[13]

Studies in child language developmentEdit

In enumerating his claims about the trajectory of children's language development, Halliday eschews the metaphor of "acquisition", in which language is considered a static product which the child takes on when sufficient exposure to natural language enables "parameter setting". By contrast, for Halliday what the child develops is a "meaning potential". Learning language is Learning how to mean, the name of his well known early study of a child's language development.[14]

Halliday (1975) identifies seven functions that language has for children in their early years. For Halliday, children are motivated to develop language because it serves certain purposes or functions for them. The first four functions help the child to satisfy physical, emotional and social needs. Halliday calls them instrumental, regulatory, interactional, and personal functions.

  • Instrumental: This is when the child uses language to express their needs (e.g.'Want juice')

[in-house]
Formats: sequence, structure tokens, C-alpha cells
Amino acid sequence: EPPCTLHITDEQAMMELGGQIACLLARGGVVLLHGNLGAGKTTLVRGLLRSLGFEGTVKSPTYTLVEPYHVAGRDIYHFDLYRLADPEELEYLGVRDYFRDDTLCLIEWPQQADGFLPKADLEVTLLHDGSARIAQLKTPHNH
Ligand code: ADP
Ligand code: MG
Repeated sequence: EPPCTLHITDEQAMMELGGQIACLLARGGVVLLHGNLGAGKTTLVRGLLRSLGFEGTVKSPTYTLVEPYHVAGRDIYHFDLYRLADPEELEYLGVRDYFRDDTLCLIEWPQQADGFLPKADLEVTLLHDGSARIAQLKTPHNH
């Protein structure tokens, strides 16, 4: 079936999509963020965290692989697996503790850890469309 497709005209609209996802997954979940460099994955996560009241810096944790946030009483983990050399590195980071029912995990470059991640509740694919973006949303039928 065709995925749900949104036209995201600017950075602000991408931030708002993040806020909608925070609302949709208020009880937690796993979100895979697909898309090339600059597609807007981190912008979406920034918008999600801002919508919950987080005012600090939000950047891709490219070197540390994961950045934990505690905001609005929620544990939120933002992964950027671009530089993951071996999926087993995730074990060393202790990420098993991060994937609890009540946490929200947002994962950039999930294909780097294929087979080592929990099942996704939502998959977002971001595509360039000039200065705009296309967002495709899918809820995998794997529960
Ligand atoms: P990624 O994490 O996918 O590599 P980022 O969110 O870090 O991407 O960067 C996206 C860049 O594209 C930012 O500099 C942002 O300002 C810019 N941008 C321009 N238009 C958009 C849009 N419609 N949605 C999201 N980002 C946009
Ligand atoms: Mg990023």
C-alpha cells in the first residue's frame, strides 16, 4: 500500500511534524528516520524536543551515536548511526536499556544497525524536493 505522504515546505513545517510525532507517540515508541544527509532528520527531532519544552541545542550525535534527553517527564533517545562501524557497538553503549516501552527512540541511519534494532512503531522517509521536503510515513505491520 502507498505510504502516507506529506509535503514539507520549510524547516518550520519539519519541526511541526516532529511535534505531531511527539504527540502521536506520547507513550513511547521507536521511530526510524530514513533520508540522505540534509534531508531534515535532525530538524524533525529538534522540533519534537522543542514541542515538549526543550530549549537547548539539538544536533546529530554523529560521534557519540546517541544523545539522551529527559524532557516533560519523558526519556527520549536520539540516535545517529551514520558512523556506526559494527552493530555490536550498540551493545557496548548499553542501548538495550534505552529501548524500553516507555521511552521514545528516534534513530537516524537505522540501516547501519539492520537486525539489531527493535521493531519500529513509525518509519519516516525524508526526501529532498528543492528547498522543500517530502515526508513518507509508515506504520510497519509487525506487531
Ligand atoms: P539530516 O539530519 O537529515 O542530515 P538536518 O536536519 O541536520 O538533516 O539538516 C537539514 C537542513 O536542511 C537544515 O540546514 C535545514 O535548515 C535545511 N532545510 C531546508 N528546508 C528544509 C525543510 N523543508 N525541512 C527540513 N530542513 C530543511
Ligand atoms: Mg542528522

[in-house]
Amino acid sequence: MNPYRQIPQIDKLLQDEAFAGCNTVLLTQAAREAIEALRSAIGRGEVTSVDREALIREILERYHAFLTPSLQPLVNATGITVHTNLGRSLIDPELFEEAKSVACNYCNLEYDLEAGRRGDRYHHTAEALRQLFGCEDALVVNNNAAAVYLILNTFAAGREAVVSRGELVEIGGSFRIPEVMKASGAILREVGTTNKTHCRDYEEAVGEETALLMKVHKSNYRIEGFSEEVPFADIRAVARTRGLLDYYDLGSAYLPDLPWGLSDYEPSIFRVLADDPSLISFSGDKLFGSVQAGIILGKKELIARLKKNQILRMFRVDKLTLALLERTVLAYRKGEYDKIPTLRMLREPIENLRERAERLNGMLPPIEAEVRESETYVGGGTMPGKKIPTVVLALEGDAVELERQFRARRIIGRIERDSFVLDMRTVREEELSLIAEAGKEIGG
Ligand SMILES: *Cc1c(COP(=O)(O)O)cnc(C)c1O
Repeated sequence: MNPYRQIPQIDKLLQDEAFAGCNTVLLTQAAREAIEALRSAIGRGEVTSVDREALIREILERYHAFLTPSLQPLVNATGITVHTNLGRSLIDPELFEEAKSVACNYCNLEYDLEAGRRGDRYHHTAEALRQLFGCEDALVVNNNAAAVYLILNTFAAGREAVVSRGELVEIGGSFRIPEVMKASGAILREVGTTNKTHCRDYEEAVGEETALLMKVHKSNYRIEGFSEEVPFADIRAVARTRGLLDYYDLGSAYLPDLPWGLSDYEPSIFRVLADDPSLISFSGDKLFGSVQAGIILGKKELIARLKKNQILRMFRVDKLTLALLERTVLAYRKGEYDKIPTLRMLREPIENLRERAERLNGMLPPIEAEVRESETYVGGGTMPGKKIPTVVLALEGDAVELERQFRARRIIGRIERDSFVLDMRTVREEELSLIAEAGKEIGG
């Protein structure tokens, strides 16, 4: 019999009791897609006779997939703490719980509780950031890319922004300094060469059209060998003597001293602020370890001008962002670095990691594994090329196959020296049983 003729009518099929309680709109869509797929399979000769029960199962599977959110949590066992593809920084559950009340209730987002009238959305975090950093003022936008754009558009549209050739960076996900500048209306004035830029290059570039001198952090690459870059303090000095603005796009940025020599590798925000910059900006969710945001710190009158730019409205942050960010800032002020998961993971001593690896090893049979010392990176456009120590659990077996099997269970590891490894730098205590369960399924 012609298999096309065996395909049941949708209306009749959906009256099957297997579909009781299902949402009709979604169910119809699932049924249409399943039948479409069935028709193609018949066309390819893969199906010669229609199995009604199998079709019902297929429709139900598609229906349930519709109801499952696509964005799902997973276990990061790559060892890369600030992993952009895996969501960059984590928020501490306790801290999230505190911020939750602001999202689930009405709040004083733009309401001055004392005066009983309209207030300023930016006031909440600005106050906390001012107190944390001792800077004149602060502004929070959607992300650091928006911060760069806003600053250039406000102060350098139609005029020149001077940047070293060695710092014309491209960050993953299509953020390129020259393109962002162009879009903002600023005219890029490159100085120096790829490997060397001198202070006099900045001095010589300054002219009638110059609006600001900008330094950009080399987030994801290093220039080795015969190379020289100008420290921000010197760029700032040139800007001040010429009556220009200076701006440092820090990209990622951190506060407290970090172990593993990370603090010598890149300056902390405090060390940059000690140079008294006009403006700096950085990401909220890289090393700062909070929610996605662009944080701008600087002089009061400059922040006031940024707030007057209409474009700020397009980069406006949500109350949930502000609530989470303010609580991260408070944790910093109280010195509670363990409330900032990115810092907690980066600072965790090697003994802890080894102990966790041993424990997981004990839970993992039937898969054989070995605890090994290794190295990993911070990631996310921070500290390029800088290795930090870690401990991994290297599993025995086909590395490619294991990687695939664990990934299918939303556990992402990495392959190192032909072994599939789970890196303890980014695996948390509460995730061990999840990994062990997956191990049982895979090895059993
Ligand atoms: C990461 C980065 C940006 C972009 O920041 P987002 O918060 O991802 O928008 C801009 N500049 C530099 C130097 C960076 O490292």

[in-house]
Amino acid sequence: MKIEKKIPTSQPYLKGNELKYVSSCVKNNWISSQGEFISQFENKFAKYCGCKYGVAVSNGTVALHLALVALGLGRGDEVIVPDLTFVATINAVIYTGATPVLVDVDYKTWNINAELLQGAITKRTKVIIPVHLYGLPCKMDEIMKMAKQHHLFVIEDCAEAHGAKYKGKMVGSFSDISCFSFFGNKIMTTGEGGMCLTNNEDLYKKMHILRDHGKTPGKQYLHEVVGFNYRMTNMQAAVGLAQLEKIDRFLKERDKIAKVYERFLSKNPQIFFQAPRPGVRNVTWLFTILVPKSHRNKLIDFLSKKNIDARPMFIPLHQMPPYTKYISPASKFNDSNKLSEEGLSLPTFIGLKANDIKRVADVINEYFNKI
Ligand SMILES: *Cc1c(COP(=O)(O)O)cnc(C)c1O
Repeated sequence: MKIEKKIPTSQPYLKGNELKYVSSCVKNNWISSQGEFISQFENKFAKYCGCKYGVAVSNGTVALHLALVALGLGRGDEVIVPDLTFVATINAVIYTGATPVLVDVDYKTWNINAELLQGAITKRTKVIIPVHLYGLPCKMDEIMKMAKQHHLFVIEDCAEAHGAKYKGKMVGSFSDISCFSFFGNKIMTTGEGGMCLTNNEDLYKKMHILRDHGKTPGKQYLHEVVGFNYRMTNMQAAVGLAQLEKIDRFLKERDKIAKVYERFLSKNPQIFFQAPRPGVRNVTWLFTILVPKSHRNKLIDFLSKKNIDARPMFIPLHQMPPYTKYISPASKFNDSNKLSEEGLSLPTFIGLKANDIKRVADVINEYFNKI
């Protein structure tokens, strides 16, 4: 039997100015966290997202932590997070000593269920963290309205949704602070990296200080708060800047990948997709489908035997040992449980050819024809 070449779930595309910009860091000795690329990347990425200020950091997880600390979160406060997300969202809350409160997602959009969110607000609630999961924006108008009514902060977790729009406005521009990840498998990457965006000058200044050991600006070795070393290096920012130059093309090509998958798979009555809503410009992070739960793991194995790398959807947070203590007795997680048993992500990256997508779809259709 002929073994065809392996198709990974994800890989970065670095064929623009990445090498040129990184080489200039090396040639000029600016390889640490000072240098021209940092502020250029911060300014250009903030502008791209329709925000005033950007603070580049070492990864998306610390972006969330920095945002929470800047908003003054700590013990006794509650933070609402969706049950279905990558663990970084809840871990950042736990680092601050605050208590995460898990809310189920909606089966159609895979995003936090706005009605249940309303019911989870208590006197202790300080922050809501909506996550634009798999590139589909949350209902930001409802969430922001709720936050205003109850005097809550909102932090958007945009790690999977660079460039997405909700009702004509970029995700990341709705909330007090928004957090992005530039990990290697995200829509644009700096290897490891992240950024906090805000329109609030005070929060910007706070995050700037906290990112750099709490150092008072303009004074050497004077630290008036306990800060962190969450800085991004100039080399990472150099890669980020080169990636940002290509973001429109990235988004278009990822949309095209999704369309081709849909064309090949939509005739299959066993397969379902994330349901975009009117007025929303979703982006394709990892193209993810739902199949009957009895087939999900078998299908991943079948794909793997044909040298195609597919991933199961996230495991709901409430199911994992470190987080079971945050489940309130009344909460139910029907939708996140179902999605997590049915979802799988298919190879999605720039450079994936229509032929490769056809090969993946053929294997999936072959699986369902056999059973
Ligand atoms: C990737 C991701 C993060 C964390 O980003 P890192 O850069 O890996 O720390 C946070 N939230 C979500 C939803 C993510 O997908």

• Regulatory: This is where language is used to tell others what to do (e.g. 'Go away')
  • Interactional: Here language is used to make contact with others and form relationships (e.g. 'Love you, mummy')
  • Personal: This is the use of language to express feelings, opinions, and individual identity (e.g. 'Me good girl')

The next three functions are heuristic, imaginative, and representational, all helping the child to come to terms with his or her environment.

  • Heuristic: This is when language is used to gain knowledge about the environment (e.g. 'What the tractor doing?')
  • Imaginative: Here language is used to tell stories and jokes, and to create an imaginary environment.
  • Representational: The use of language to convey facts and information.